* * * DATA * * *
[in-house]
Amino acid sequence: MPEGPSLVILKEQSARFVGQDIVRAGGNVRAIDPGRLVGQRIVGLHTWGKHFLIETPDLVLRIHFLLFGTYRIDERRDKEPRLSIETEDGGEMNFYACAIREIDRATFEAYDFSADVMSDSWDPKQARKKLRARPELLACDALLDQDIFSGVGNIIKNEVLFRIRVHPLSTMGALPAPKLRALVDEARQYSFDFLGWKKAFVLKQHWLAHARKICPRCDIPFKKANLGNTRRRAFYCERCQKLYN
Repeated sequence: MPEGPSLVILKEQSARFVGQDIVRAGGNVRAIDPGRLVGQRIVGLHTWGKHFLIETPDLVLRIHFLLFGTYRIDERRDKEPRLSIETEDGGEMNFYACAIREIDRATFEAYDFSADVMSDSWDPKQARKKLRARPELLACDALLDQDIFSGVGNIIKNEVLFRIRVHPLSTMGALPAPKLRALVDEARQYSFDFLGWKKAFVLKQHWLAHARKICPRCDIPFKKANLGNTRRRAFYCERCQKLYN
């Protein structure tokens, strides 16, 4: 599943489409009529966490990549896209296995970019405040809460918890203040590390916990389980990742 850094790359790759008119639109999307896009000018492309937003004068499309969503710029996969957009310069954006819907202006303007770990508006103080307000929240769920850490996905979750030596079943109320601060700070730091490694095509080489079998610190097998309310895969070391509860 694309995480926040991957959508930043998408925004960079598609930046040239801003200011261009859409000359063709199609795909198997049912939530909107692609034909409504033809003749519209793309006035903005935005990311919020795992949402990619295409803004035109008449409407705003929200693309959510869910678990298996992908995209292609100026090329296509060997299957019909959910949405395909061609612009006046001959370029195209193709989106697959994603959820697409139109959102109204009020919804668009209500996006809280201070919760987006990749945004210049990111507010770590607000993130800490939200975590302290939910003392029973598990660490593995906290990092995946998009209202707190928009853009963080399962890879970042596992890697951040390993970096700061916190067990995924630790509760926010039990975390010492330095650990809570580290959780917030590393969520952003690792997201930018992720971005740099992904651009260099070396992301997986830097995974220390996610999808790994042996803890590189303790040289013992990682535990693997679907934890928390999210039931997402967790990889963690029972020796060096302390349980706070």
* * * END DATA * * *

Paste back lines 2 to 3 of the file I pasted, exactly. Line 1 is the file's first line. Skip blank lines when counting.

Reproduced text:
Amino acid sequence: MPEGPSLVILKEQSARFVGQDIVRAGGNVRAIDPGRLVGQRIVGLHTWGKHFLIETPDLVLRIHFLLFGTYRIDERRDKEPRLSIETEDGGEMNFYACAIREIDRATFEAYDFSADVMSDSWDPKQARKKLRARPELLACDALLDQDIFSGVGNIIKNEVLFRIRVHPLSTMGALPAPKLRALVDEARQYSFDFLGWKKAFVLKQHWLAHARKICPRCDIPFKKANLGNTRRRAFYCERCQKLYN
Repeated sequence: MPEGPSLVILKEQSARFVGQDIVRAGGNVRAIDPGRLVGQRIVGLHTWGKHFLIETPDLVLRIHFLLFGTYRIDERRDKEPRLSIETEDGGEMNFYACAIREIDRATFEAYDFSADVMSDSWDPKQARKKLRARPELLACDALLDQDIFSGVGNIIKNEVLFRIRVHPLSTMGALPAPKLRALVDEARQYSFDFLGWKKAFVLKQHWLAHARKICPRCDIPFKKANLGNTRRRAFYCERCQKLYN